Spring color is on display

The fourth week of March is a time of explosive growth in Western Washington so take a moment to notice the early blooming bulbs and shrubs and look for ways to improve your landscape. You can fill your container gardens with spring color now and then move the blooming daffodils, tulips and primroses into your garden beds once May arrives and the spring bloomers fade. Just remember that tulips, daffs and other spring bulbs need to have their foliage left to yellow and die naturally if you want them to flower again. The dying foliage makes next year’s bloom. For this reason I like to leave potted bulbs in their nursery pot and slip this into a larger container for spring color on the porch or patio. Then when summer annuals like petunias and geraniums are safe to put outdoors the potted bulbs are easy to lift from the pots and moved to a hidden location as the greens fade out of site or transplanted out of the pots and into the landscape.

Q. When do I hire a company to prune my shrubs and trees? I moved to a new home that has been lovingly cared for and I want to keep everything looking nice but I can no longer do my own pruning. O.L., Tacoma

A. Stop, wander and ponder. Most trees and shrubs need no pruning and that is especially true of a landscape that has been well cared for. Pruning of woody plants, especially blooming shrubs and ornamental trees can cause rapid growth and provide entry for disease. So if in doubt, don’t prune. If a shrub is too big for a space or blocking windows or walk ways consider moving it rather than giving it a constant haircut. The general rule of green thumb is to cut out anything dead, diseased, damaged or deranged – that would mean a branch heading off in a weird direction. You can have the 4 D;s removed from trees and shrubs any time of year…..or perhaps once every few years. Enjoy that beautiful landscape more and worry about pruning less.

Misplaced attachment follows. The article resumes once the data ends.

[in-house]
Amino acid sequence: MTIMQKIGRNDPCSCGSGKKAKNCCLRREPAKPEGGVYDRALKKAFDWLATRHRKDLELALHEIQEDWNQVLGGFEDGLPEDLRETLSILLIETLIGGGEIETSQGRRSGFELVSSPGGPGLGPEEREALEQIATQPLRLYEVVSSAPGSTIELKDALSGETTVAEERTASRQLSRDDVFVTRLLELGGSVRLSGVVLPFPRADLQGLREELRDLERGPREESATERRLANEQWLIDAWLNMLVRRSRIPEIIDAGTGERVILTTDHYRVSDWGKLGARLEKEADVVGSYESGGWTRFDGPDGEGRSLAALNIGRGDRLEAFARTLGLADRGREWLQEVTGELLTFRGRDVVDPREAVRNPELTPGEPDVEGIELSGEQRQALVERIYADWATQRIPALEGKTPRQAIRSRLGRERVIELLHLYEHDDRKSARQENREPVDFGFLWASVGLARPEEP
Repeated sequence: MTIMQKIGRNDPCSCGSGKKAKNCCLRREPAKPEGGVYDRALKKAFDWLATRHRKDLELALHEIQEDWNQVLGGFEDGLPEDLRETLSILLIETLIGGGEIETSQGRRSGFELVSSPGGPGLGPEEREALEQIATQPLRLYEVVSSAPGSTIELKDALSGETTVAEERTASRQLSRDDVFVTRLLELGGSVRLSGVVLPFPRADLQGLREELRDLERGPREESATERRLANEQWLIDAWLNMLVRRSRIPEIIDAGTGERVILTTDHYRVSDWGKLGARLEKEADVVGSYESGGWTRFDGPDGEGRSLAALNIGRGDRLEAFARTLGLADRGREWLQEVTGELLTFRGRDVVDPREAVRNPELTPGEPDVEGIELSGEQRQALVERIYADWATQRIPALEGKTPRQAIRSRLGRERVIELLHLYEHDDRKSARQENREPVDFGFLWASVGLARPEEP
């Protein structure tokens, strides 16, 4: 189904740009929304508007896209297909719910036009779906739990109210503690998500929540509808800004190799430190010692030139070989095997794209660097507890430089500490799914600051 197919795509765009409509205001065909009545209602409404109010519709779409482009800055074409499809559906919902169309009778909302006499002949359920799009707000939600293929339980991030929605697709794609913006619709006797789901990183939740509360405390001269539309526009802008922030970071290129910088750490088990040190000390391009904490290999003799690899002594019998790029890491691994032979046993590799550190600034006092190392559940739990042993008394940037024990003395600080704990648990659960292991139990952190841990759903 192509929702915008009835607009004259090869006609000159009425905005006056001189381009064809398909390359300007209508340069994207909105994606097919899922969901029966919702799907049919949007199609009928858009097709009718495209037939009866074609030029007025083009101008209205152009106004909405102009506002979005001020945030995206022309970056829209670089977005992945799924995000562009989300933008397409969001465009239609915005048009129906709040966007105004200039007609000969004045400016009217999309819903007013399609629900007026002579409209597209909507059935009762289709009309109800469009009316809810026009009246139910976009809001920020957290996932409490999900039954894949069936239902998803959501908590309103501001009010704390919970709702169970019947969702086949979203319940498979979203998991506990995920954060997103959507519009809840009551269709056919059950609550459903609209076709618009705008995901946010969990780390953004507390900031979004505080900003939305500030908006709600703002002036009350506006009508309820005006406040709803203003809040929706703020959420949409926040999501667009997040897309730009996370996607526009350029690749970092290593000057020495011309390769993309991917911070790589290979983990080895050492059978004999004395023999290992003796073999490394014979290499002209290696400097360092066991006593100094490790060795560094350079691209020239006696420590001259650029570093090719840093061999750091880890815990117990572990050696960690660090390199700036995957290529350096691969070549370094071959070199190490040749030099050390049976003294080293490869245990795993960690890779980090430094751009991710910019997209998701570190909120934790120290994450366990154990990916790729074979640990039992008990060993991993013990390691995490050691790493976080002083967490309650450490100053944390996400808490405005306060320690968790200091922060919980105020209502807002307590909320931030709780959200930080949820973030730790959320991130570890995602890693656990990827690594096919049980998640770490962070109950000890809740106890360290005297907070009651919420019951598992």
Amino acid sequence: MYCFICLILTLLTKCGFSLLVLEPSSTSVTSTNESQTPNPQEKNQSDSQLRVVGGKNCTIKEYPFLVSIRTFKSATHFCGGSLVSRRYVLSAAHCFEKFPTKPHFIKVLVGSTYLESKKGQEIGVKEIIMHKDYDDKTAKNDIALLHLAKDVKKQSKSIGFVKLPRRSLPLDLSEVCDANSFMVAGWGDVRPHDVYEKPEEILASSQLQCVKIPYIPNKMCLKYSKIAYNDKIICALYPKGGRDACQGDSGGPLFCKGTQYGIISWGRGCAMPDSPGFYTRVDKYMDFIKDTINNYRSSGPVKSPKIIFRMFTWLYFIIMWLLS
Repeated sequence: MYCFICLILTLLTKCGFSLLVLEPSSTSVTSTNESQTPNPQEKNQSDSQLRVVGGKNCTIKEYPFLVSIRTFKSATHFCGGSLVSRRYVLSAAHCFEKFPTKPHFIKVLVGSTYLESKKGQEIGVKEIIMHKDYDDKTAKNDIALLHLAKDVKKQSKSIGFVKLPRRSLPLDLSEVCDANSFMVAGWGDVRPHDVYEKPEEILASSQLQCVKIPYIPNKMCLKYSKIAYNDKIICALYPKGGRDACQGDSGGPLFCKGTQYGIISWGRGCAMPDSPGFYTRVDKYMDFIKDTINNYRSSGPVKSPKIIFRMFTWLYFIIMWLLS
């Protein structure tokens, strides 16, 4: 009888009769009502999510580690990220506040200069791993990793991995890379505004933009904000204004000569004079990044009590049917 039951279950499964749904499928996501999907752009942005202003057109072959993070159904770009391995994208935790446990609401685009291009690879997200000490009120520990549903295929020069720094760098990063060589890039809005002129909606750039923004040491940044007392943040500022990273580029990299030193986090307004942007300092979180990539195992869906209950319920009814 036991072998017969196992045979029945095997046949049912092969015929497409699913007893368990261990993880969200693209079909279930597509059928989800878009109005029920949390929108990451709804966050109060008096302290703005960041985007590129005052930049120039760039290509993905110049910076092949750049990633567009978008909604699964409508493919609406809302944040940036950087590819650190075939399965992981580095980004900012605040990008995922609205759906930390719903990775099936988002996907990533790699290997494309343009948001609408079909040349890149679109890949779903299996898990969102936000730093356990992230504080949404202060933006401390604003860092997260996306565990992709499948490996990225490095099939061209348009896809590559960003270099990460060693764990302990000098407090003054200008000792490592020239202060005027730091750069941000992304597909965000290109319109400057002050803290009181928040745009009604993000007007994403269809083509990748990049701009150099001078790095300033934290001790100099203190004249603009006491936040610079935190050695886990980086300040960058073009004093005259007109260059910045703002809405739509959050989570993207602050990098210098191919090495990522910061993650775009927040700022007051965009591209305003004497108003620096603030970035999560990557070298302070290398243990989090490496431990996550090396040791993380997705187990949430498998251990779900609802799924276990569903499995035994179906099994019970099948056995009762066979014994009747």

Q. Help me with the overpopulation of deer in our area! I swear the deer no longer eat native plants as they prefer my roses and expensive perennials. What works besides a 7 foot fence? J.B., Olympia

A. Oh deer — there is no guarantee when it comes to Bambi nibbles but here are a few products that other gardeners have said worked for them: Scarecrow and Spray Away – a motion activated sprinkler from the Contech company that will spray deer and other invaders with water, Plantskydd – a blood based repellent that lasts a long time but must be sprayed onto the plants and stinks for a day or two, Wireless Deer Fence a new product that is battery charged and looks like garden stakes with a deer attractant but when the deer bend over to taste the lure they are zapped with electricity and learn to leave your yard alone. You can order these products online or check at local garden centers. You can also make your own deer repellent spray with 2 eggs beaten, 1 cup of milk and 1 gallon of water mixed together. Strain this through a dishtowel so it won’t clog your sprayer. Spray the egg mix onto your roses and perennials but not any edible plants. After trying all these, you may want to invest in the fence.

Q. How do I divide or share my hellebores? What about sharing my black Mondo grass? My daughter has a new home and these are the two plants she likes from my garden. Sign me “Proud Mama because my kid is going to become a gardener” from Bonney Lake

A. Congrats as gardeners are going to save the world and so everyone needs to raise kids that garden. First, don’t share your hellebore by dividing or digging it up. Hellebores hate to be moved or divided. Instead look for seedlings under the Mama plants and transplant these to her garden. Black mondo grass can be dug now and pulled apart. The mondo grass is a member of the lily family and they grow from small bulbs. You can cut young plants from larger plants by severing the connecting root. Just like cutting that umbilical cord you will be starting new life away from Mama.

Marianne Binetti has a degree in horticulture from Washington State University and is the author of “Easy Answers for Great Gardens” and several other books. For book requests or answers to gardening questions, write to her at: P.O. Box 872, Enumclaw, 98022. Send a self-addressed, stamped envelope for a personal reply.

For more gardening information, she can be reached at her Web site, www.binettigarden.com.

Copyright for this column owned by Marianne Binetti.

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